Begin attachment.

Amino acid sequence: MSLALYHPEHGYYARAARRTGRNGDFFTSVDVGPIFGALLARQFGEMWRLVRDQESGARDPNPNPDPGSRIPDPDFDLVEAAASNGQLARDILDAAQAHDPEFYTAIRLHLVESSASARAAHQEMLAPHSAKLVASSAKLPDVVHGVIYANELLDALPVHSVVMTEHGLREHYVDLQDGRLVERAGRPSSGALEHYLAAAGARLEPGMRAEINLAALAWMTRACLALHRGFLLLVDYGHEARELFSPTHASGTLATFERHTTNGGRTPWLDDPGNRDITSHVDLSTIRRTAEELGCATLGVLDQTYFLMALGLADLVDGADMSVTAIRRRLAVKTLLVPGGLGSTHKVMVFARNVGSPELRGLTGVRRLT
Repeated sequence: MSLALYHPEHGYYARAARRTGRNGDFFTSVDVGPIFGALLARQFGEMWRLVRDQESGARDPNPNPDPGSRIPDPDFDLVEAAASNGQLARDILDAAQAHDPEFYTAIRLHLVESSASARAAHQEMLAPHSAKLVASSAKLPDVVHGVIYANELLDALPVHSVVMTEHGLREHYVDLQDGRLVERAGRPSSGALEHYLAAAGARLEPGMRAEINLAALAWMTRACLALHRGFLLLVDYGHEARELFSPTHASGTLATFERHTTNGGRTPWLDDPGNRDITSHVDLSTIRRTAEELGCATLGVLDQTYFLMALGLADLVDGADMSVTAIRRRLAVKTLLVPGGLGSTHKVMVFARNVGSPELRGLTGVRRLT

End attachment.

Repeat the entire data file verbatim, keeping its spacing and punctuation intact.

Amino acid sequence: MSLALYHPEHGYYARAARRTGRNGDFFTSVDVGPIFGALLARQFGEMWRLVRDQESGARDPNPNPDPGSRIPDPDFDLVEAAASNGQLARDILDAAQAHDPEFYTAIRLHLVESSASARAAHQEMLAPHSAKLVASSAKLPDVVHGVIYANELLDALPVHSVVMTEHGLREHYVDLQDGRLVERAGRPSSGALEHYLAAAGARLEPGMRAEINLAALAWMTRACLALHRGFLLLVDYGHEARELFSPTHASGTLATFERHTTNGGRTPWLDDPGNRDITSHVDLSTIRRTAEELGCATLGVLDQTYFLMALGLADLVDGADMSVTAIRRRLAVKTLLVPGGLGSTHKVMVFARNVGSPELRGLTGVRRLT
Repeated sequence: MSLALYHPEHGYYARAARRTGRNGDFFTSVDVGPIFGALLARQFGEMWRLVRDQESGARDPNPNPDPGSRIPDPDFDLVEAAASNGQLARDILDAAQAHDPEFYTAIRLHLVESSASARAAHQEMLAPHSAKLVASSAKLPDVVHGVIYANELLDALPVHSVVMTEHGLREHYVDLQDGRLVERAGRPSSGALEHYLAAAGARLEPGMRAEINLAALAWMTRACLALHRGFLLLVDYGHEARELFSPTHASGTLATFERHTTNGGRTPWLDDPGNRDITSHVDLSTIRRTAEELGCATLGVLDQTYFLMALGLADLVDGADMSVTAIRRRLAVKTLLVPGGLGSTHKVMVFARNVGSPELRGLTGVRRLT